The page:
Quote: "Can't you just say plainly how you feel?" / He [Hawthorne] turned around to face Herman again. "I know that you are unlike anyone I have ever met. When I am around you, I feel at liberty to express myself completely as I see fit, because I am quite sure you will understand me. It's a freedom I have longed for, but I also know that what you want from me, I cannot give." 

Snapchat caption: "Oof, that hits me right in the gay"

The epilogue (which should most definitely be read) gives us a look into the research done by the author, and it was fascinating how he worked to incorporate the letter correspondence between Melville and Hawthorne that was interspersed throughout the chapters. Most of the letters from Melville to Hawthorne (with a handful of exceptions) are real letters. However, none of Hawthorne’s are, because we don’t have any of his letters from this period. What the author did instead, was use the letters of Hawthorne’s we do have to create the fictional replies we see from Hawthorne in the book, which I think is a terribly clever way to get around the missing letter problem.

A genuinely lovely and tender piece of fiction, I would highly recommend it to anyone interested. The book can be found in a variety of locations online, including new and used through Bookshop.org.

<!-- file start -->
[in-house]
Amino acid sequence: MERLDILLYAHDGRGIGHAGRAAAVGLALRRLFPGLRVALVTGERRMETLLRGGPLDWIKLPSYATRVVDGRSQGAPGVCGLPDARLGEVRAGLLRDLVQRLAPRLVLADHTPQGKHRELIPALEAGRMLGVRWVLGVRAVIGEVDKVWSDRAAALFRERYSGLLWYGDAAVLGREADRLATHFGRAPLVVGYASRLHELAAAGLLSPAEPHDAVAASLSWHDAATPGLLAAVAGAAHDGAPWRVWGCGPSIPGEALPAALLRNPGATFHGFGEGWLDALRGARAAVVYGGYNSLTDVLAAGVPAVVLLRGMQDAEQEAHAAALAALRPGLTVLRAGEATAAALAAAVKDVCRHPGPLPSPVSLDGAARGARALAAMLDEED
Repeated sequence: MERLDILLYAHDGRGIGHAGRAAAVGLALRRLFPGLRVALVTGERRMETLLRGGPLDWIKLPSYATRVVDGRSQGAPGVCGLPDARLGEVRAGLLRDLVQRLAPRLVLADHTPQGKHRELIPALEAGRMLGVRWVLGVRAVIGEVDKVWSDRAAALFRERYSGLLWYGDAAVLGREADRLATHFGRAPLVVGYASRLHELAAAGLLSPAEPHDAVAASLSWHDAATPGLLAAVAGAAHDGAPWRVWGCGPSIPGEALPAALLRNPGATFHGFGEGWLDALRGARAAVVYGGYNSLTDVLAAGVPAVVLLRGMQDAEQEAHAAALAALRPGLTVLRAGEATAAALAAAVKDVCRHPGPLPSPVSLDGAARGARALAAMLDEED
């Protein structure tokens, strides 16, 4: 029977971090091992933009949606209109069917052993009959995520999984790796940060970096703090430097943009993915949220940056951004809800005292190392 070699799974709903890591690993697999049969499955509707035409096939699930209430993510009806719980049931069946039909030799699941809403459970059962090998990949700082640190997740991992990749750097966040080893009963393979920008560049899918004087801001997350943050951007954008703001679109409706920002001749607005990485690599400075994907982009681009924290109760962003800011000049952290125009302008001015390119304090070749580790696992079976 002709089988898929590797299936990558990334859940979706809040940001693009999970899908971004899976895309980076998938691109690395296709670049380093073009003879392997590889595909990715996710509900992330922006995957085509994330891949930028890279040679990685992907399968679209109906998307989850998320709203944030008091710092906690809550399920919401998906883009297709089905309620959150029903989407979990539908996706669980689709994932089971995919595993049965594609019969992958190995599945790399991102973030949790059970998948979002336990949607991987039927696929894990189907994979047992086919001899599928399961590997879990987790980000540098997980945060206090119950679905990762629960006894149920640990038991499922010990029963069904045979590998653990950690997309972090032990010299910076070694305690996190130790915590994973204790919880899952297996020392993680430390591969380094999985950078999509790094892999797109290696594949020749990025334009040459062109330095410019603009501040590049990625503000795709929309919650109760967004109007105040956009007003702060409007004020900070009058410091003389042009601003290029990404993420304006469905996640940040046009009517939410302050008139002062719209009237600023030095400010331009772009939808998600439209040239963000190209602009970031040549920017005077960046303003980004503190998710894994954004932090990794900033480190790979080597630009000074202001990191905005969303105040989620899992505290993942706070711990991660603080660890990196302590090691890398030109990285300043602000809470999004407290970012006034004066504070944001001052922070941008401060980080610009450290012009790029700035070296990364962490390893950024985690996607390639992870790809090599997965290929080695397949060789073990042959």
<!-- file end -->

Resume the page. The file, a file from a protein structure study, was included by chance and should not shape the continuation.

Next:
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The Convert by Stefan Hermans, translated by David McKay

The cover of "The Convert" by Stefan Hertmans. It is noted as a novel and by the author of the book "War and Turpentine." The cover image is a close up of a young woman's face from a medieval painting. The paint has started to crack.

The snapchat caption reads

I bought this on a whim because it sounded like the sort of historical fiction I would enjoy; historical fiction based in historical fact. I was completely correct. “The Convert” is a fictional representation of what the life of Vigdis Adelaïs, a well-born 11th century Norman girl who leaves her home and family to run away with the Jewish boy (David Todros) she fell in love with, might have been like.

A picture of one of the primary documents on Vigdis', a letter of recommendation from a rabbi to help her travel. 

The snapchat caption reads "Primary! Documents!"

While the genre of historical fiction relies heavily on speculation in general, I draw attention to it here in particular because the narrative does. The novel blends Vigdis/Hamoutal’s journey as she flees her home, converts to a new religion, and, later, searches for her children, with the journey the author/narrator takes to retrace the possible path that she took in the 21st century. We never forget for a moment that this is a real person and that there are significant gaps in her narrative, which is constructed on two document fragments that are located in the Cairo Genizah Collection at the University of Cambridge. 

Quote from page 63 "Standing on the sandy riverbank, I'm assailed by fresh doubts about their escape route. Why wouldn't they have been smuggled out of the city in a nondescript boat by a helpful Jewish fisherman who lived nearby? They could have followed the looping course of the Seine southward. No, then they might have been discovered and betrayed at any time. I imagine their pursuers conducting a systematic sweep of the river."

The snapchat caption reads: "I love how the author uses the gaps in the historical record to build the narrative!"